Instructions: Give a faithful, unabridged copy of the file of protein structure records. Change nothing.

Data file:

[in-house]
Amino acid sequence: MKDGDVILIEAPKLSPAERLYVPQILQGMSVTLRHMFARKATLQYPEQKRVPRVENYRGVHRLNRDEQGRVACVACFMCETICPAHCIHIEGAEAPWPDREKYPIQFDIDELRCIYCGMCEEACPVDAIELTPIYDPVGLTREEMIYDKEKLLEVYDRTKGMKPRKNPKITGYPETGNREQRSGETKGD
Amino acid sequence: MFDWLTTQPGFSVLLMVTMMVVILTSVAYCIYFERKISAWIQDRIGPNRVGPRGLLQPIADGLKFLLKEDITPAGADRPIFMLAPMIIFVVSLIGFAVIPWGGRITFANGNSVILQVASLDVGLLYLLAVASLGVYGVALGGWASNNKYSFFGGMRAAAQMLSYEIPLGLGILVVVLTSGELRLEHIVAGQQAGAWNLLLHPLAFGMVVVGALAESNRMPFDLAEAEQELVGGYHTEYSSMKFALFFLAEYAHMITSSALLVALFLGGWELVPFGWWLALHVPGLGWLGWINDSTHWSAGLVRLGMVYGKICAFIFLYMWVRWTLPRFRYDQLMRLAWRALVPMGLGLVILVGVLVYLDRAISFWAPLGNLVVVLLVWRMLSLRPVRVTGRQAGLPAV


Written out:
[in-house]
Amino acid sequence: MKDGDVILIEAPKLSPAERLYVPQILQGMSVTLRHMFARKATLQYPEQKRVPRVENYRGVHRLNRDEQGRVACVACFMCETICPAHCIHIEGAEAPWPDREKYPIQFDIDELRCIYCGMCEEACPVDAIELTPIYDPVGLTREEMIYDKEKLLEVYDRTKGMKPRKNPKITGYPETGNREQRSGETKGD
Amino acid sequence: MFDWLTTQPGFSVLLMVTMMVVILTSVAYCIYFERKISAWIQDRIGPNRVGPRGLLQPIADGLKFLLKEDITPAGADRPIFMLAPMIIFVVSLIGFAVIPWGGRITFANGNSVILQVASLDVGLLYLLAVASLGVYGVALGGWASNNKYSFFGGMRAAAQMLSYEIPLGLGILVVVLTSGELRLEHIVAGQQAGAWNLLLHPLAFGMVVVGALAESNRMPFDLAEAEQELVGGYHTEYSSMKFALFFLAEYAHMITSSALLVALFLGGWELVPFGWWLALHVPGLGWLGWINDSTHWSAGLVRLGMVYGKICAFIFLYMWVRWTLPRFRYDQLMRLAWRALVPMGLGLVILVGVLVYLDRAISFWAPLGNLVVVLLVWRMLSLRPVRVTGRQAGLPAV